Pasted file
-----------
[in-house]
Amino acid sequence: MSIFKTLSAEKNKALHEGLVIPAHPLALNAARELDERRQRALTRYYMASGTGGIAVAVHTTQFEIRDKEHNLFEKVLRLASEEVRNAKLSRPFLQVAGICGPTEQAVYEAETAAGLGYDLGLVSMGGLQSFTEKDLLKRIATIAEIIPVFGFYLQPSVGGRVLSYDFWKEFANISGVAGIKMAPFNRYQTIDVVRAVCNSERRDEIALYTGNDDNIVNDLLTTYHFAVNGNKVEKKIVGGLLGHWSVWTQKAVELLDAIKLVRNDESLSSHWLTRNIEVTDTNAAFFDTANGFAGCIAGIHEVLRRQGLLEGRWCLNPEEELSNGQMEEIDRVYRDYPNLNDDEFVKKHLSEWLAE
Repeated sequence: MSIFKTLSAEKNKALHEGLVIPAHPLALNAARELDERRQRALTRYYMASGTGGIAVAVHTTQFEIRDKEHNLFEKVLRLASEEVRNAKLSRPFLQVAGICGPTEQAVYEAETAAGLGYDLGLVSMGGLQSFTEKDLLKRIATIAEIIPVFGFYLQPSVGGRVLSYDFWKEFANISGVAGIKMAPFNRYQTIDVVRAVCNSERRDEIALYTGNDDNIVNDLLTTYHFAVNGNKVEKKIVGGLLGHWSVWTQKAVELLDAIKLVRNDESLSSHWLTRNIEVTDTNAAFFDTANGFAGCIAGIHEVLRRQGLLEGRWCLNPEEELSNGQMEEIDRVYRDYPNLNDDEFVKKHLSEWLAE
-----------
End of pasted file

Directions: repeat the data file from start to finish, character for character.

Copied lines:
[in-house]
Amino acid sequence: MSIFKTLSAEKNKALHEGLVIPAHPLALNAARELDERRQRALTRYYMASGTGGIAVAVHTTQFEIRDKEHNLFEKVLRLASEEVRNAKLSRPFLQVAGICGPTEQAVYEAETAAGLGYDLGLVSMGGLQSFTEKDLLKRIATIAEIIPVFGFYLQPSVGGRVLSYDFWKEFANISGVAGIKMAPFNRYQTIDVVRAVCNSERRDEIALYTGNDDNIVNDLLTTYHFAVNGNKVEKKIVGGLLGHWSVWTQKAVELLDAIKLVRNDESLSSHWLTRNIEVTDTNAAFFDTANGFAGCIAGIHEVLRRQGLLEGRWCLNPEEELSNGQMEEIDRVYRDYPNLNDDEFVKKHLSEWLAE
Repeated sequence: MSIFKTLSAEKNKALHEGLVIPAHPLALNAARELDERRQRALTRYYMASGTGGIAVAVHTTQFEIRDKEHNLFEKVLRLASEEVRNAKLSRPFLQVAGICGPTEQAVYEAETAAGLGYDLGLVSMGGLQSFTEKDLLKRIATIAEIIPVFGFYLQPSVGGRVLSYDFWKEFANISGVAGIKMAPFNRYQTIDVVRAVCNSERRDEIALYTGNDDNIVNDLLTTYHFAVNGNKVEKKIVGGLLGHWSVWTQKAVELLDAIKLVRNDESLSSHWLTRNIEVTDTNAAFFDTANGFAGCIAGIHEVLRRQGLLEGRWCLNPEEELSNGQMEEIDRVYRDYPNLNDDEFVKKHLSEWLAE